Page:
Here we can see a pretty significant bump in foot traffic on April 6th and 7th. If we had data for these two days that told us sales had remained flat or even dipped, it might tell us that potential customers passed us over for the business next door because we were understaffed. It could also be that we need to work on getting customers in the door in the first place. Fortunately this same type of technology lets us cheaply and easily do some A/B testing of different marketing strategies in addition to optimizing staffing levels.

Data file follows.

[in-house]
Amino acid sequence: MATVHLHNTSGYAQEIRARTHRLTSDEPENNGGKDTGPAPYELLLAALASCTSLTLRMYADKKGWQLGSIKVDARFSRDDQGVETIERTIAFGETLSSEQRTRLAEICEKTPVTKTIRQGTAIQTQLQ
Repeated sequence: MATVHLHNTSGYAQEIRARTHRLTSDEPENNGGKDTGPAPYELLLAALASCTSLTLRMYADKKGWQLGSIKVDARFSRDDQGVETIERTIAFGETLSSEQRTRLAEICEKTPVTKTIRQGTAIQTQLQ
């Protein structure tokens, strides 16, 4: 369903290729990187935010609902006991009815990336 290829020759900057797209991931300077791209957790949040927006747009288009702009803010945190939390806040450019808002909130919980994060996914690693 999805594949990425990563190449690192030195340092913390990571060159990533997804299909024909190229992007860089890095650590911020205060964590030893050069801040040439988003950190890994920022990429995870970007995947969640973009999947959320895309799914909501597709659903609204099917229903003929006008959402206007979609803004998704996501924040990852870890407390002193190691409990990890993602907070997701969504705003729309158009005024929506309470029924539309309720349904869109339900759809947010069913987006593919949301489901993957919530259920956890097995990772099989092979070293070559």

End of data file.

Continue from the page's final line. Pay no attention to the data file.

So you’re probably wondering what the catch is here. Well, the big one is that Wi-Fi access points on their own aren’t enough to gain these kinds of insights. While the APs are constantly receiving probes from nearby Wi-Fi devices, they aren’t doing the calculations necessary to turn probes and signal strengths into visitor data and human-friendly graphs like we see above. That requires an additional solution, typically delivered as a cloud service that feeds off the raw data from one or more access points. There are technical caveats as well: you’ll need business-grade access points as opposed to off-the-shelf equipment, and the placement of APs takes on a new level of importance when tracking foot traffic as opposed to merely providing connectivity to devices.